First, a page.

The National Catholic Review
A meditation based on an icon by William Hart McNichols, S.J.

What you look hard at looks back hard at you.
As in this icon, where the child with the deer-
Brown eyes gazes at something just beyond your view,
This child king who spreads blessing everywhere.

 


Blood of his mother’s blood, bone of her bone.
Identical the mouth, the nose, the eyes.
You can see he is his mother’s son, and hers alone,
In any way one’s DNA supplies.

 


If too he is his Father’s Son, how can you know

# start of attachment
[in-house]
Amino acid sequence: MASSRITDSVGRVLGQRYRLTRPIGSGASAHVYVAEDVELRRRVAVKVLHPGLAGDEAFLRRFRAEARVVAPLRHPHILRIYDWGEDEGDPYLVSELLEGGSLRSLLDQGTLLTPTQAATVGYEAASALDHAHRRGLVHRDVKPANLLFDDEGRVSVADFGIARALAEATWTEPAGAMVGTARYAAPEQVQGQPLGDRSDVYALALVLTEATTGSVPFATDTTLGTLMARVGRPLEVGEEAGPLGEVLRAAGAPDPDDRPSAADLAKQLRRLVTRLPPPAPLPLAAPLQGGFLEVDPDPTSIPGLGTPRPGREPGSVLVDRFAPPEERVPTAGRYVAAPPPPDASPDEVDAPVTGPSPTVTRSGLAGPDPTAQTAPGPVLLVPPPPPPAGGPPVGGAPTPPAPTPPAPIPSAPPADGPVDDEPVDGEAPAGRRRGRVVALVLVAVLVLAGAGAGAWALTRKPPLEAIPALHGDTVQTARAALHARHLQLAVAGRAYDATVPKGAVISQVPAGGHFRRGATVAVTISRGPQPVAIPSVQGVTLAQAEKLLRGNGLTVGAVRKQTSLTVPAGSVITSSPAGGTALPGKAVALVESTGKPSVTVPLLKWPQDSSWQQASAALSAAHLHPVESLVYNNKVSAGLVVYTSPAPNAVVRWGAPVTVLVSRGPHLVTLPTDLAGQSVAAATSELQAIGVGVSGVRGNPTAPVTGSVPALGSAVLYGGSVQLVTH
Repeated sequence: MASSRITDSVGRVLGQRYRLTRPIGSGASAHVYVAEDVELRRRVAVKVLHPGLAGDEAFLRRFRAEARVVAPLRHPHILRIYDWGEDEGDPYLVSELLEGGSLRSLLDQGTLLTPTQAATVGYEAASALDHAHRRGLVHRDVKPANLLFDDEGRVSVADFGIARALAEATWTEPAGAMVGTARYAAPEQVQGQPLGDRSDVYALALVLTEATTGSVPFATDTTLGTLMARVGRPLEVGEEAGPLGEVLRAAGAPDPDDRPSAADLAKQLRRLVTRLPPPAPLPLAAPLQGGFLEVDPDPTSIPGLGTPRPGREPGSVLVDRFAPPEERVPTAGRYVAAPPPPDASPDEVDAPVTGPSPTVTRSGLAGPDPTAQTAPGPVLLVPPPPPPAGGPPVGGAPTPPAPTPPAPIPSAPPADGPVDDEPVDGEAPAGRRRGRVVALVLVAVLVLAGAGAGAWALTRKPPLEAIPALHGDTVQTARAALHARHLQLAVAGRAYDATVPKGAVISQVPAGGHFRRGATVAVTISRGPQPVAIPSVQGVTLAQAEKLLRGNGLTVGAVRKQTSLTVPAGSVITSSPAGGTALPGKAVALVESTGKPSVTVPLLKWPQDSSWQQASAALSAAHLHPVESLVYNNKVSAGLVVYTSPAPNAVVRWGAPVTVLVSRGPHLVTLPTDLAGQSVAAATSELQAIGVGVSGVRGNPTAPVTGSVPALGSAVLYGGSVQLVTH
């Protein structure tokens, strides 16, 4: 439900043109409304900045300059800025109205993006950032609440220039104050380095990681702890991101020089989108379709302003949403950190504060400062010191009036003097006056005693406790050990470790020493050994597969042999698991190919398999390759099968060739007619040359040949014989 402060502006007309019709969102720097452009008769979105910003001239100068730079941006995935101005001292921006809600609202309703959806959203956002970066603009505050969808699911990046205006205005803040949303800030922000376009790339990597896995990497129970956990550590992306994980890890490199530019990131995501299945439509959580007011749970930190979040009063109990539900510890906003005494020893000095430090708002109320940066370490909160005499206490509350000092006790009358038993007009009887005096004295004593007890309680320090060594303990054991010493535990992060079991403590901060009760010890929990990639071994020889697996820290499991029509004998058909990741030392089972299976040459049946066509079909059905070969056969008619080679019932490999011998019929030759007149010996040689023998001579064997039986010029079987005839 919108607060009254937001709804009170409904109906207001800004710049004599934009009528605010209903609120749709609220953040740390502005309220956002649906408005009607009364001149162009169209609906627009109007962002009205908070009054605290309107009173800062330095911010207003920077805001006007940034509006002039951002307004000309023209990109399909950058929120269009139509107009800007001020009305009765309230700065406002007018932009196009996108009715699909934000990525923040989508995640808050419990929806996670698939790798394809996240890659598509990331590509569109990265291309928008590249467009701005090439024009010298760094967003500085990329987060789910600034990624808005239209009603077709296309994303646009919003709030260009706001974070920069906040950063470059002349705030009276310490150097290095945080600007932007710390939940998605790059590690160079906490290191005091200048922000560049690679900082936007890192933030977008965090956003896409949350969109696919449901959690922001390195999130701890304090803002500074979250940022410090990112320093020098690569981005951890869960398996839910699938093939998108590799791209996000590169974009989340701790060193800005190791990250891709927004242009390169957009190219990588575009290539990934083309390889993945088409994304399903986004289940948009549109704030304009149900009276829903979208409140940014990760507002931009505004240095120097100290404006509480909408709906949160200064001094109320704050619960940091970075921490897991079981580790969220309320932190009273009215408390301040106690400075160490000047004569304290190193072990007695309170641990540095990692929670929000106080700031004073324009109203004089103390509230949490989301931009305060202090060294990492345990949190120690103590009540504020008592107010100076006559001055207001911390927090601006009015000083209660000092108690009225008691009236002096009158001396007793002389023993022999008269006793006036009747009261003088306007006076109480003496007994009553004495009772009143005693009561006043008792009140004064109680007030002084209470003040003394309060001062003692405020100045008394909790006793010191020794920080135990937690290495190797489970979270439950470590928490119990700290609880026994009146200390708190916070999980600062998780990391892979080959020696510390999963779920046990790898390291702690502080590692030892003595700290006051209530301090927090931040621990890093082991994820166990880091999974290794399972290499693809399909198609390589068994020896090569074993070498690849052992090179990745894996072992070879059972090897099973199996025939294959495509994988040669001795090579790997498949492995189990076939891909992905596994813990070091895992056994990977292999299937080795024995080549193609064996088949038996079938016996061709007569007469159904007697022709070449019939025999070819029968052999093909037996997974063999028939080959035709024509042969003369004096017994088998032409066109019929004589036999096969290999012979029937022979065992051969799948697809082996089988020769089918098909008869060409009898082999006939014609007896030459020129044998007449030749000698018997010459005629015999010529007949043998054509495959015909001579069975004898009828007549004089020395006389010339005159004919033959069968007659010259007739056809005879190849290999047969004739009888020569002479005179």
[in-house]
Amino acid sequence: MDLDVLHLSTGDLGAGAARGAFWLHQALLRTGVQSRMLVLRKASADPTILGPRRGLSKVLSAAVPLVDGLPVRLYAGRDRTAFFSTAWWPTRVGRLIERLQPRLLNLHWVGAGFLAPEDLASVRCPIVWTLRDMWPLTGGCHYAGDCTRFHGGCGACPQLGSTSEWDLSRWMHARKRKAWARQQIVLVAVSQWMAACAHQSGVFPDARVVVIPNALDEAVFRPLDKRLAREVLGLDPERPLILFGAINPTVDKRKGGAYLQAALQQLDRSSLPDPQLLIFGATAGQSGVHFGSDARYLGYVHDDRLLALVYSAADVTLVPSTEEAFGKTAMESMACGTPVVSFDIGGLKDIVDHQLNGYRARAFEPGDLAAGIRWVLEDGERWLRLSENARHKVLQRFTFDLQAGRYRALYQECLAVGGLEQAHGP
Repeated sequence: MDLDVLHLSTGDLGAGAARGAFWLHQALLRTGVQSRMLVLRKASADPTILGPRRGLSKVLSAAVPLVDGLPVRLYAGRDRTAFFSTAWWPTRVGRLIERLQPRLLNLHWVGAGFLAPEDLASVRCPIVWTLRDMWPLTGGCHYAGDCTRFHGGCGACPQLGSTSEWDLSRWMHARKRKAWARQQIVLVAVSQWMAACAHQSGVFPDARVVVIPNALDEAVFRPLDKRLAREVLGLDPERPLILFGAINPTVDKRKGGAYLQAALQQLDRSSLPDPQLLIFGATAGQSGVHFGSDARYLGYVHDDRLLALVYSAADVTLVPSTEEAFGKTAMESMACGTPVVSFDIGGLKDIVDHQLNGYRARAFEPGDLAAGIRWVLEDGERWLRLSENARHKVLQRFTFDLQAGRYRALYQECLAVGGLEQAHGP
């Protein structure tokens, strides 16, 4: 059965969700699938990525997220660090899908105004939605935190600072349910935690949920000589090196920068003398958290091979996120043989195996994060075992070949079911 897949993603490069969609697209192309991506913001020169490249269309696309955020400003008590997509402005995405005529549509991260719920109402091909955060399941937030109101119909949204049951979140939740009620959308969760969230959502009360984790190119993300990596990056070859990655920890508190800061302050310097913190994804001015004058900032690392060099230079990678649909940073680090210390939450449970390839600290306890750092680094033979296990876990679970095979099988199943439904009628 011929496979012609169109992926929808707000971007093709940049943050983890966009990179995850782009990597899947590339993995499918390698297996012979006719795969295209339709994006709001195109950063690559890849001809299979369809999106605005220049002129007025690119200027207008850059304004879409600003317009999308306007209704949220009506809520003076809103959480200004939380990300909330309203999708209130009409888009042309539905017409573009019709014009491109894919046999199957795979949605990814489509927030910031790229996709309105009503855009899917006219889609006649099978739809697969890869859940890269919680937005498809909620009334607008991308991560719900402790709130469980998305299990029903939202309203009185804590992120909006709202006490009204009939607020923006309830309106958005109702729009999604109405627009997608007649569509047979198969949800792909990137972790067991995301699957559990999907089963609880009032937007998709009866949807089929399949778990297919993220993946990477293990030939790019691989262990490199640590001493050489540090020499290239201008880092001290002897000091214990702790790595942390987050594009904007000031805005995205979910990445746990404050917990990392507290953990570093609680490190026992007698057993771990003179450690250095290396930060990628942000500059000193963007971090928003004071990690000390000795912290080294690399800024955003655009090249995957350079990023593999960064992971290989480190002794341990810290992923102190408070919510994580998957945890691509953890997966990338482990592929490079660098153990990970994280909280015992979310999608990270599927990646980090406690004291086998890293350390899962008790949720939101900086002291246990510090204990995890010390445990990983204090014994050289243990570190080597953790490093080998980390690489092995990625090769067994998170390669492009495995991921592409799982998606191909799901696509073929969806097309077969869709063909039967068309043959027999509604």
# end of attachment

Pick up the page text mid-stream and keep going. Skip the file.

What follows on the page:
But by what burns behind the gaze, or in
The innocence of blessing? And even then there’s no
Way to know until you touch the mystery within.

 

 


And for that you will have first to understand
What it is you gaze at with the same dim eyes
Too long glutted on the sensual, the bland,
The million million flyspecked buzzing lies.

 


The scrim of sight is dimmed with sick desire.
The Buddha knew this, and Blake, and Dante too.
How hard, O how very hard to re-ignite the fire,
The inner flame that lets us look upon these two,

 


These two whose gaze gives back peace again,
But only if we learn to turn the outward gaze into
The gaze within, the child’s eyes remembering the When,
The mother’s doe-brown eyes as she turns to gaze at you.

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